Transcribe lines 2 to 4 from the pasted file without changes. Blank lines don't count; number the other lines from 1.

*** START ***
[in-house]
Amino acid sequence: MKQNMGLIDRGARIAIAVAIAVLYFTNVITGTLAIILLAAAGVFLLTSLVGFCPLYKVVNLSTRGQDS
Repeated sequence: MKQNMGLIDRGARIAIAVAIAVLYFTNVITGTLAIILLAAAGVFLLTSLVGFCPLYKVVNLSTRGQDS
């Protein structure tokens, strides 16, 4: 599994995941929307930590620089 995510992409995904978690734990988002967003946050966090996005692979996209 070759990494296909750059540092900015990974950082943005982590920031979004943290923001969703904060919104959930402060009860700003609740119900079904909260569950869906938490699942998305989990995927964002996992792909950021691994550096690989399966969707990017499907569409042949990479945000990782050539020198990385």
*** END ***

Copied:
Amino acid sequence: MKQNMGLIDRGARIAIAVAIAVLYFTNVITGTLAIILLAAAGVFLLTSLVGFCPLYKVVNLSTRGQDS
Repeated sequence: MKQNMGLIDRGARIAIAVAIAVLYFTNVITGTLAIILLAAAGVFLLTSLVGFCPLYKVVNLSTRGQDS
């Protein structure tokens, strides 16, 4: 599994995941929307930590620089 995510992409995904978690734990988002967003946050966090996005692979996209 070759990494296909750059540092900015990974950082943005982590920031979004943290923001969703904060919104959930402060009860700003609740119900079904909260569950869906938490699942998305989990995927964002996992792909950021691994550096690989399966969707990017499907569409042949990479945000990782050539020198990385």